Trust me, you don't want pictures with today's post.
I always think that I want to know everything -- and I really mean everything! But every now and then I learn something first hand, and I think, you know, it was really okay not knowing that. Such was the case of the pigs and the chicken.
Before I ever thought about getting pigs, a neighbor said to me, "You don't want pigs. They'll kill your chickens." I didn't think much of it at the time, because I didn't want pigs. We'd been vegetarians for 14 years, and I was perfectly happy with my goat cheese and fresh eggs. But after we ate a chicken and then a steer, I started to think about bacon. Well, there's only one way to get bacon -- pigs.
So, I searched all over Illinois for Tamworth piglets that weren't vaccinated and drugged up, and I found a farmer two hours away with weaners to sell -- that's what they call feeder pigs that are weaned and ready to be "finished." Geez, it's nearly impossible to explain this without a bunch of jargon. Okay, I bought two piglets that had just been weaned from their mother. And that's how we got into hogs.
Anyway, our first pigs were practically perfect in every way -- even by human standards. Looking back on it, they weren't very piggy. They didn't root up their yard. They ate the grass. They were even so sweet tempered, I hated sending them down south. I wasn't even sure that I would ever want to raise pigs again, because it was tough at the end to send them away. But then the meat arrived, and it was delicious. The chili reminded me of the what I ate at the local Mexican food restaurant where I grew up, not too far from Mexico. So, we did pigs again.
Each batch had its challenges, but just when you think you've got something figured out, life throws you a curve ball. Of course, that was my mistake -- thinking that we had this pig thing all figured out after five years! So, two days ago, Jonathan comes in and says, "Mom, I think the pigs killed a chicken."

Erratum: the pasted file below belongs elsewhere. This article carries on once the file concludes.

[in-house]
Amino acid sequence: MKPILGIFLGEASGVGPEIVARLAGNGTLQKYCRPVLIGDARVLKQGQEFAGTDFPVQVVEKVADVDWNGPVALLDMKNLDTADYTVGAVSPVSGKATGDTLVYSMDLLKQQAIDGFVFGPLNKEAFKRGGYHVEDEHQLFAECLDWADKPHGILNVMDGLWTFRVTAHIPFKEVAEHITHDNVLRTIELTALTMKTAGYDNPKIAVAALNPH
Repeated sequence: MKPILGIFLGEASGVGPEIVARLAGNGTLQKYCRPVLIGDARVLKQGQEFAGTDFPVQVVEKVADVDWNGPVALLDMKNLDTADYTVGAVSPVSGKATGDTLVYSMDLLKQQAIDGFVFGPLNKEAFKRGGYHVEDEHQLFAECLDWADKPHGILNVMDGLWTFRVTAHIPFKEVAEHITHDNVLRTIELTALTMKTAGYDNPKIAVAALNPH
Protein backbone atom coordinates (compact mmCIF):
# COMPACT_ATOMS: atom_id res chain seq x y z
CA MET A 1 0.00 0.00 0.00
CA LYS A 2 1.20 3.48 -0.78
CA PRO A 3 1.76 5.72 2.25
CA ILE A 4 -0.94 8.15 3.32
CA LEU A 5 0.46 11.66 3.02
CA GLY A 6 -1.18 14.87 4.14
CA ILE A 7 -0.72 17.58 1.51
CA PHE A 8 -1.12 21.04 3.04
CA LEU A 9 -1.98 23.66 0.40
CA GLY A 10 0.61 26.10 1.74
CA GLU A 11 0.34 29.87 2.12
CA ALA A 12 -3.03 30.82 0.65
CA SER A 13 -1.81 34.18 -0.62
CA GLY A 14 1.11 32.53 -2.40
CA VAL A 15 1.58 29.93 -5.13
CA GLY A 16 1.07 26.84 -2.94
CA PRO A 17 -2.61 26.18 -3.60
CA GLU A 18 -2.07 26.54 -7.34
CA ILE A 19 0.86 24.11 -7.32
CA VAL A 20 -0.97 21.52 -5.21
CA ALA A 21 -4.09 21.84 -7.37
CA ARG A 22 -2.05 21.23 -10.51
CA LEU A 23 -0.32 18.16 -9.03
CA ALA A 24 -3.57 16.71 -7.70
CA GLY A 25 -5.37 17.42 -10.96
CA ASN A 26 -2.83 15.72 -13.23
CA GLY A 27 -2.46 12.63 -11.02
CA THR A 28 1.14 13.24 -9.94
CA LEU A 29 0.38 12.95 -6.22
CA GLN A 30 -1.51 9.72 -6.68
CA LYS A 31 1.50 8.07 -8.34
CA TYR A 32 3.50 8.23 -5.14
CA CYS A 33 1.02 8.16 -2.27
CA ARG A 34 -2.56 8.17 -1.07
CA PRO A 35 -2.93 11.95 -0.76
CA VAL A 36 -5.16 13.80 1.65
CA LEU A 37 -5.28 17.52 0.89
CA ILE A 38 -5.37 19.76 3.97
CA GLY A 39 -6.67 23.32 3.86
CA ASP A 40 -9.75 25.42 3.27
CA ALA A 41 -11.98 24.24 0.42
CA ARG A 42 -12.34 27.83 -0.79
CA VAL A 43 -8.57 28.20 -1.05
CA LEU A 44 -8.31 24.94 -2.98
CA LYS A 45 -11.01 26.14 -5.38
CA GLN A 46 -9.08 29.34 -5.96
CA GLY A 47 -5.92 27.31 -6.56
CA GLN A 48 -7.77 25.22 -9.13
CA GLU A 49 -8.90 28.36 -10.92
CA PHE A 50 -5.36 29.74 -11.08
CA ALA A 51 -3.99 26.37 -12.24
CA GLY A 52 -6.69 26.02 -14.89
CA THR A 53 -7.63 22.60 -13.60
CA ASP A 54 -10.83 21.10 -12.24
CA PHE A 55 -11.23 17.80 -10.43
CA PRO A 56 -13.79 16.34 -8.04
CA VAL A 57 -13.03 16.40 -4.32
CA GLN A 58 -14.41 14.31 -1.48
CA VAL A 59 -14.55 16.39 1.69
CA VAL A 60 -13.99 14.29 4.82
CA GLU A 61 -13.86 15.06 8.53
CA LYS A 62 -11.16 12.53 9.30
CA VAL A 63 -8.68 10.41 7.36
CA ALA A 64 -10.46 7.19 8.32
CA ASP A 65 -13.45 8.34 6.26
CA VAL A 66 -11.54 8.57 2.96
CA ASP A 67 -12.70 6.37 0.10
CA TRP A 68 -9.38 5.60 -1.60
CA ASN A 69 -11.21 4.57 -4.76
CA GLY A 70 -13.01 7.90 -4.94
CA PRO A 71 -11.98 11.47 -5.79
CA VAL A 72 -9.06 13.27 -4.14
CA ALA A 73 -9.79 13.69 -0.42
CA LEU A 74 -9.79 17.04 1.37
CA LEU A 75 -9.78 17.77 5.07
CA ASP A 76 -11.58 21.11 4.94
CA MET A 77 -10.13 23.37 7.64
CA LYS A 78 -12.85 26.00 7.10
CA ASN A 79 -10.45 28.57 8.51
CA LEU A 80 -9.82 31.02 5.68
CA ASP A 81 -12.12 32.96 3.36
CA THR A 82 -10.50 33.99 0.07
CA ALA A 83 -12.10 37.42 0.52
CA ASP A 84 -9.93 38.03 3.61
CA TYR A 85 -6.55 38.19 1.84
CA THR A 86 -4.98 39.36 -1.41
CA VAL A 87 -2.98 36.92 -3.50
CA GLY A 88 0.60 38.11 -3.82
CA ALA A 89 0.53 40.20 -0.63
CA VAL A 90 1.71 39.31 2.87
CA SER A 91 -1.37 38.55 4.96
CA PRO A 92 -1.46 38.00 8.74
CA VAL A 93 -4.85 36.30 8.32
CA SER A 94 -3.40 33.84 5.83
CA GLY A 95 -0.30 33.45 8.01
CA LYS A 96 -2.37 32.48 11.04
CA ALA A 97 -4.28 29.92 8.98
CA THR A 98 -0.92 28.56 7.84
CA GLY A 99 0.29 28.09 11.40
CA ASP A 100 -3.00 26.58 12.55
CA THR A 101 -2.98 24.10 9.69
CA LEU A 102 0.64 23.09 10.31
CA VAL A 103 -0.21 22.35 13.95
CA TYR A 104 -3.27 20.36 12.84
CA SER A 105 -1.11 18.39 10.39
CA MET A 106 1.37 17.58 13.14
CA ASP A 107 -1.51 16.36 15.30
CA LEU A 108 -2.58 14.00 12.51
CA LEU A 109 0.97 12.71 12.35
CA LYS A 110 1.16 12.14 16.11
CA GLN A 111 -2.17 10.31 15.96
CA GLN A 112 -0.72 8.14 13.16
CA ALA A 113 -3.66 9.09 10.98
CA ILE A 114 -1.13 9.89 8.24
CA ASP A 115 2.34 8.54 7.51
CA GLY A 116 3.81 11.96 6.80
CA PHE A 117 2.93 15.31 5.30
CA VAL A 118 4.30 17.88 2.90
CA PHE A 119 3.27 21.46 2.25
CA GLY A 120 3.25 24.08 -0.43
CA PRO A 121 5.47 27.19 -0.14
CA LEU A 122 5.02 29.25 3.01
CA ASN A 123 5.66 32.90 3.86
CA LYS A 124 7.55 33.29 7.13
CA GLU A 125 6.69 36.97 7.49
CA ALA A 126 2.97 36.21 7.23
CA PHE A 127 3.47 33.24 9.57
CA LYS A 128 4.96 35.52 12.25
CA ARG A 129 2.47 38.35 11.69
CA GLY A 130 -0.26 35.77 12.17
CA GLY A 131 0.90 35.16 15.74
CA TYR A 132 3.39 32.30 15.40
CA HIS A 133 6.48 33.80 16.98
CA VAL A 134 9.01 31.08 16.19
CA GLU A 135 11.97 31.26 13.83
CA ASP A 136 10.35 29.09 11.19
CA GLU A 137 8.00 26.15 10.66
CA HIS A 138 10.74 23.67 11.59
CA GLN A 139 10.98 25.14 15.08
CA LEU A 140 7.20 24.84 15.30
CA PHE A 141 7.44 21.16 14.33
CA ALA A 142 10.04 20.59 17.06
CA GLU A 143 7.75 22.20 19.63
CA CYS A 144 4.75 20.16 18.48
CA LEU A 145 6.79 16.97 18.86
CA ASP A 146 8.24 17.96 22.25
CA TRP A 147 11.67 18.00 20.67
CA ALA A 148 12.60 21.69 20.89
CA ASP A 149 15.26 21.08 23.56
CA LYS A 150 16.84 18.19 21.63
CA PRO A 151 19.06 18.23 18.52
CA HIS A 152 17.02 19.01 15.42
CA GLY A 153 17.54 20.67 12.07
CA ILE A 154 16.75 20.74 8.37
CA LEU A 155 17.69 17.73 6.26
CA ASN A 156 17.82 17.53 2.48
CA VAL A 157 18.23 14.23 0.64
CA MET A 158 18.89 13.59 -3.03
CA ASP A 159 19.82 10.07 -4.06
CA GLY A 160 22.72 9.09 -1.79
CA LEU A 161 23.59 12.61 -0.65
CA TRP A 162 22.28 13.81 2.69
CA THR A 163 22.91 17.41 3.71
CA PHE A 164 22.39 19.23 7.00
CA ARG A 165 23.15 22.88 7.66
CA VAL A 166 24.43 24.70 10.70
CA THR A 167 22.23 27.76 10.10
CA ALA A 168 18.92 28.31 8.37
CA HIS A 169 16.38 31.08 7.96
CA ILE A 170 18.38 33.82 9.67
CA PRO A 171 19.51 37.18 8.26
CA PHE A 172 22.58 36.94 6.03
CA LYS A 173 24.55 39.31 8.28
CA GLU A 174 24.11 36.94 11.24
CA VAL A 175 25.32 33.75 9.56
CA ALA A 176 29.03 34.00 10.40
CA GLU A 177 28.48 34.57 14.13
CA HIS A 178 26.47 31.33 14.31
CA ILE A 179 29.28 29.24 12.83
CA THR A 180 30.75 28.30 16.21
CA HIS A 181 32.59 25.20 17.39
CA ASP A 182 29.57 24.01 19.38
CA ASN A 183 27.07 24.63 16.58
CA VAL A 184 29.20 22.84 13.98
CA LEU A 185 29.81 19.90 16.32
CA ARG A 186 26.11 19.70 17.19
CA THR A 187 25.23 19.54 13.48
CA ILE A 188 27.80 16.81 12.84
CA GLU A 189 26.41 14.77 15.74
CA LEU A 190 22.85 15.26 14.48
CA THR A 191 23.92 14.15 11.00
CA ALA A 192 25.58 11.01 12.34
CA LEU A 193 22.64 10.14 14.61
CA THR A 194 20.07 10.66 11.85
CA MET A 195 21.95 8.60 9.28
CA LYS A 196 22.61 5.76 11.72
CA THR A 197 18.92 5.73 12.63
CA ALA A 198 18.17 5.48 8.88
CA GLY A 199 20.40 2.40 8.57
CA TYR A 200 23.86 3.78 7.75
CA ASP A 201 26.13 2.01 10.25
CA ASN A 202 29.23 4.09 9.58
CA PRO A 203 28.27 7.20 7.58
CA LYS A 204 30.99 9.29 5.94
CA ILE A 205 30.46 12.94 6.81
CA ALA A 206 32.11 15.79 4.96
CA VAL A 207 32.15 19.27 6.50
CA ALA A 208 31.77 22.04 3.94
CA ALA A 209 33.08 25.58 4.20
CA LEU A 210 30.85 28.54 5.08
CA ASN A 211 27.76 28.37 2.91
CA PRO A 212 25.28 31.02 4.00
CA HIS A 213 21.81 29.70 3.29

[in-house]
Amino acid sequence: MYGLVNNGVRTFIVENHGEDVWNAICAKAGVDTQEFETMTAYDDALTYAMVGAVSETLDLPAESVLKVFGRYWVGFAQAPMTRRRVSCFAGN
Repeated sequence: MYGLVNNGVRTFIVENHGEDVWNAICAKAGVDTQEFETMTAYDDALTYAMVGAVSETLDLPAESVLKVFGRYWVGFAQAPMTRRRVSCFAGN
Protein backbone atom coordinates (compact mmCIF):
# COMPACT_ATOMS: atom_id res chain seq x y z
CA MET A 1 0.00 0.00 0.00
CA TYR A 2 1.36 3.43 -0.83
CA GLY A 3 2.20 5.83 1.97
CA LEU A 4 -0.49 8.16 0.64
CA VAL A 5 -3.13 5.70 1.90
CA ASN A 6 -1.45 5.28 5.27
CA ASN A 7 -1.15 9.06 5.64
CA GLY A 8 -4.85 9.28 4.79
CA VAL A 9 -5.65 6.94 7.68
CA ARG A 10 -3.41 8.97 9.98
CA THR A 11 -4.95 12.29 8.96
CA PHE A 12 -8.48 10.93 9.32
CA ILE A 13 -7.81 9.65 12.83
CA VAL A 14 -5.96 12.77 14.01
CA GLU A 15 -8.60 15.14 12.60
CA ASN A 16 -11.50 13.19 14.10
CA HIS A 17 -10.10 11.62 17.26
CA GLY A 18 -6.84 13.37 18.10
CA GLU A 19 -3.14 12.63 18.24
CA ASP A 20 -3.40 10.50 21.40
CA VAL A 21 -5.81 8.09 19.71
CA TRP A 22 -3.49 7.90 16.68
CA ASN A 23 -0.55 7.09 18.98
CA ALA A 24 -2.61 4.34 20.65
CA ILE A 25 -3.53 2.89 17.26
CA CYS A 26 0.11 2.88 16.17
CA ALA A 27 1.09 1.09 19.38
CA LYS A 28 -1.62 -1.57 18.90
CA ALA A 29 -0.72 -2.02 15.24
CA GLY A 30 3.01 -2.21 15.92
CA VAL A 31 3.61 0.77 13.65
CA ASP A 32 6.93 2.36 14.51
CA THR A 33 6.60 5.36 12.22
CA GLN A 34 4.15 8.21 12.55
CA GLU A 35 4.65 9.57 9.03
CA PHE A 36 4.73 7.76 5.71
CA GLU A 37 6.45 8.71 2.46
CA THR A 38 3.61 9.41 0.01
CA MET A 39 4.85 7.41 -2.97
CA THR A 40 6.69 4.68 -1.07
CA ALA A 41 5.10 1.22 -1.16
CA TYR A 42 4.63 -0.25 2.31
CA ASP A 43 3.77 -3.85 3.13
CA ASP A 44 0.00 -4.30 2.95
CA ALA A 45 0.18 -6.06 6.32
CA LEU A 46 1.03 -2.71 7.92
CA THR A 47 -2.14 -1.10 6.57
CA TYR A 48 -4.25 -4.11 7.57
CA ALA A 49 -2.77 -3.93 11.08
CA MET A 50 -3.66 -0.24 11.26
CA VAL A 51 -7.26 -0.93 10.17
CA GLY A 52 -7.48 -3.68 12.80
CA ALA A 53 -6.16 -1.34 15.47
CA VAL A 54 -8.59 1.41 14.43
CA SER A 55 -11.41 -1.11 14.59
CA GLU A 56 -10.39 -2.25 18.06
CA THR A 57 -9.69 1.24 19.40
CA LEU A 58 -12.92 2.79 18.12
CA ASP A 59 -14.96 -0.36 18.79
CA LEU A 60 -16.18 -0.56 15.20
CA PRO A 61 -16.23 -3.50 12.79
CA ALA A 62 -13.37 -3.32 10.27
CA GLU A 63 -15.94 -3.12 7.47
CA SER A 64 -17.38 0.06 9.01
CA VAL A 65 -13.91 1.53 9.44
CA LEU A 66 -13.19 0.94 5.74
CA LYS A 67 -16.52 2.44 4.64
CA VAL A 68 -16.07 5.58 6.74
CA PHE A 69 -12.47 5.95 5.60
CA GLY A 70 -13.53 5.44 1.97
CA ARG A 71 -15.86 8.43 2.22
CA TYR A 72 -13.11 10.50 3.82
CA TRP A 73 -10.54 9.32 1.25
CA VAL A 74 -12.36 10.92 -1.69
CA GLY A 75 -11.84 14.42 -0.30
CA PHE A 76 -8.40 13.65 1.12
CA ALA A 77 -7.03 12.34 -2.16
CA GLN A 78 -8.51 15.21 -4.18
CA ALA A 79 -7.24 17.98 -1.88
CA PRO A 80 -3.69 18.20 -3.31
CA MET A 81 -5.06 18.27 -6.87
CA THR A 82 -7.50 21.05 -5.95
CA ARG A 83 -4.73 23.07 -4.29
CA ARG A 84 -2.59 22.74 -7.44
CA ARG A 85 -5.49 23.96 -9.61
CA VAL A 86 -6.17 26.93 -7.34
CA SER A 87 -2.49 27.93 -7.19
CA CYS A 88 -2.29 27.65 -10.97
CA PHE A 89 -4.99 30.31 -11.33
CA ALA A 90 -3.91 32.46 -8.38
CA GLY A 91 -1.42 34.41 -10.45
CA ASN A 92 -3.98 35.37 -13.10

"One of them is running around with a chicken foot in its mouth."
Okay, as horrified as I was at the thought that they'd killed a chicken, I was even more disturbed to think that a chicken was flapping around out there with only one foot. If he'd told me he saw a dead chicken, I'd have been content to live with his report. But I didn't want some poor bird out there suffering, so I pulled on my coat and went to see what I could see. It wasn't pretty. The chicken was quite dead and not resembling any chicken that I'd ever seen before.
But, why? Why did they kill her? I've always thought that if I kept my animals happy, they wouldn't do things like that. Well, the roosters were the first to prove to me that I could not make them happy. No, the only way a rooster is happy is if he has about 15 or 20 hens all to himself. Then he's happy. If there are too many roosters -- therefore not enough hens -- the boys start killing each other. Why can't they just get along like the hens do? But I digress . . .
Okay, back to the pigs. We've raised a dozen pigs now, and not one of them has even looked at a chicken cross-eyed. The chickens, being free-range, can go into the pig pen whenever they want. Normally, they even eat corn along with the pigs. So, I just don't understand why these pigs would decide they want chicken for breakfast one day. I'm leaning more towards the idea that they did it for sport, since their feeder had plenty of food in it, and they didn't even eat most of the chicken. I hate wasting food.
Just when I was thinking that maybe we'd try raising a gilt (girl pig) again and have babies -- I'm reminded of our one and only experience with that, and it wasn't pretty. Maybe we should just stick with getting weaners every summer and finishing them in the late fall or early winter. Having pigs for six months a year is challenging enough.